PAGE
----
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At your next holiday feast, impress friends and family with some fresh knowledge. Read on to learn the origins of popular holiday foods and discover their closest relatives, found in our parks. Please don’t forage for these items (quite a few are inedible)—but fill your plate with some food for... more >>
After completing her first-year term with us, Kaitlin came back for a second.
Before joining the team in 2011, Kaitlin was finishing up her two degrees in Environmental Studies and French. She was interested in the internship because of its relation to Environmental Studies but she accepted it because it also... more >>
It has been said vultures are cleansers of the environment, or that they are symbols of motherhood for their ability to make life from death. But I say that Turkey Vultures are, above all else, loyal. They are the truest friend, at least to other vultures, because being a Turkey... more >>
Did Christmas come early this year? Well, if you are out hiking in our parks this month it may seem like it.
Heteromeles arbutifolia—otherwise known as Christmas berry or toyon—is in full glory right now. With its brilliant display of bright red berries and leathery serrated leafs, it can often get... more >>
Do you feel heavy, like the whipping cream used to top off the pumpkin pie? Do you feel slow, like the lethargy created by a tryptophan overdose? Do you find that your sweatpants go with everything, like when you’ve grown tired of your wardrobe and nothing will do?
If you answered... more >>
Oak trees stand huge in our landscapes. At Oakwood Valley I walk under the unofficially named “Grandmother Tree.” If you have walked in the valley you know what I’m talking about. Oak trees are the foundation of the ecosystem they are found in, providing food and shelter for many species.... more >>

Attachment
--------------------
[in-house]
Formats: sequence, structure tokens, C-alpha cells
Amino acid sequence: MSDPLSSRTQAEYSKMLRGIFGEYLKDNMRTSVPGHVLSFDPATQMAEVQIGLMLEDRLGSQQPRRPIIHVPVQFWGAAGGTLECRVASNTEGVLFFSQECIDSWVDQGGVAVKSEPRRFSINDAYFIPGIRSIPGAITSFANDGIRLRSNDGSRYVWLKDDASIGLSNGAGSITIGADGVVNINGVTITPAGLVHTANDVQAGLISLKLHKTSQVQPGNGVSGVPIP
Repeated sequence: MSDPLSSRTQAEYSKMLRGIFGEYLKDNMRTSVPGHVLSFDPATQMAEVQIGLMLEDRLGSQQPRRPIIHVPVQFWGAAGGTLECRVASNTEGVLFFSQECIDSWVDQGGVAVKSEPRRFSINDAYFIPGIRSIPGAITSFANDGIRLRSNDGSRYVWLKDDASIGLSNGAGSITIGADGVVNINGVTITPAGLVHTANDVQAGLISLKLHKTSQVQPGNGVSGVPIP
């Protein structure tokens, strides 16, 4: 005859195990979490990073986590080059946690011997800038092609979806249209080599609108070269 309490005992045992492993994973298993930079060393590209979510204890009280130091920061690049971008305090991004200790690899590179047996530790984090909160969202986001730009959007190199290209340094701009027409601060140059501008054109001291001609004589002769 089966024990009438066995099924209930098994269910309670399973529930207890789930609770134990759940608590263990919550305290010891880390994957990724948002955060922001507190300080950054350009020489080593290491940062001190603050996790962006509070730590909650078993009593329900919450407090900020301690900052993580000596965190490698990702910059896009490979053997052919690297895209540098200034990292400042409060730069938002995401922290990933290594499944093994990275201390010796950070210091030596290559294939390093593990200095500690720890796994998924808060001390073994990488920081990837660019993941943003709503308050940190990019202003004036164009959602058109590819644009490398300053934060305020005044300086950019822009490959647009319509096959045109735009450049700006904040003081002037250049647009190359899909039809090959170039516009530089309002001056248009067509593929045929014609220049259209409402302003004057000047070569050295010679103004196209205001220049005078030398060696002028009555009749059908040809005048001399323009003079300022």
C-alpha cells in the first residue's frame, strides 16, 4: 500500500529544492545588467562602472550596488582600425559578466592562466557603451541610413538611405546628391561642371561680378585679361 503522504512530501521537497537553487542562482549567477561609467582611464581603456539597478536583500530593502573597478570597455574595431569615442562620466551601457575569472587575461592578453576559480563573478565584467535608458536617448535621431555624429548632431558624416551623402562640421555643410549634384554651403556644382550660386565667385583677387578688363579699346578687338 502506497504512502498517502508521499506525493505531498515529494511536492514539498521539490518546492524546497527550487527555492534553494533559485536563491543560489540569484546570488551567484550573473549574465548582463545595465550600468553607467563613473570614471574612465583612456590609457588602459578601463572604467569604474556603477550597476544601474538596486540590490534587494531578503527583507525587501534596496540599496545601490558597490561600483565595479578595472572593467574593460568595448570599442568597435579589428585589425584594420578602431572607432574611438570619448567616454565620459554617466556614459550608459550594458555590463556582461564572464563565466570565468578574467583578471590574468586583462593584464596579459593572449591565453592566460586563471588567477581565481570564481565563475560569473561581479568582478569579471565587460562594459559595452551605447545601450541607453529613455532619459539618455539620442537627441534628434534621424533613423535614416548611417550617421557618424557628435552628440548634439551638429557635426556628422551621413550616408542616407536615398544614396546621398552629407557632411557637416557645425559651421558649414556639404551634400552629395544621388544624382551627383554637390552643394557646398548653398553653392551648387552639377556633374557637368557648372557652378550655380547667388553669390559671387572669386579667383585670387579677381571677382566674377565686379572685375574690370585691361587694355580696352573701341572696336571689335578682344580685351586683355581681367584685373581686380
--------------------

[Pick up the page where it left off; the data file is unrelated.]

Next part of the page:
As the Institute enters its fifth year, staff members are poised to emerge from the initial start-up phase—ready to build on early successes and launch into a broader range of programmed activities to affect change.
Recently, the Golden Gate National Parks Conservancy Board of Trustees reviewed an “action plan” for the... more >>
Volunteers have played a vital role in the entire cycle of nurturing our native plants—seed collecting, seed cleaning, seed sowing, composting, pot washing, transplanting and, now, outplanting across the parks at restoration sites.
Much of this activity has centered in our six park nurseries, located in Marin, San Francisco, and San... more >>
Come visit the Warming Hut at Crissy Field or the brand-new Lands End Lookout and find the perfect gift for every park lover on your gift list! From nature guides to hand-made, local crafts to vintage reproductions of park memorabilia—the park stores have something for everyone.
Members receive 15% off at... more >>
Little brown bats (Myotis lucifugus, which in Greek means “mouse ear” and “light fleeing”) inhabit Canada, Mexico, and the United States. They prefer forested areas, but can easily adapt to tall shrub and urban environments. They are extremely temperature tolerant and can survive cold 40 degree nights and hot 120... more >>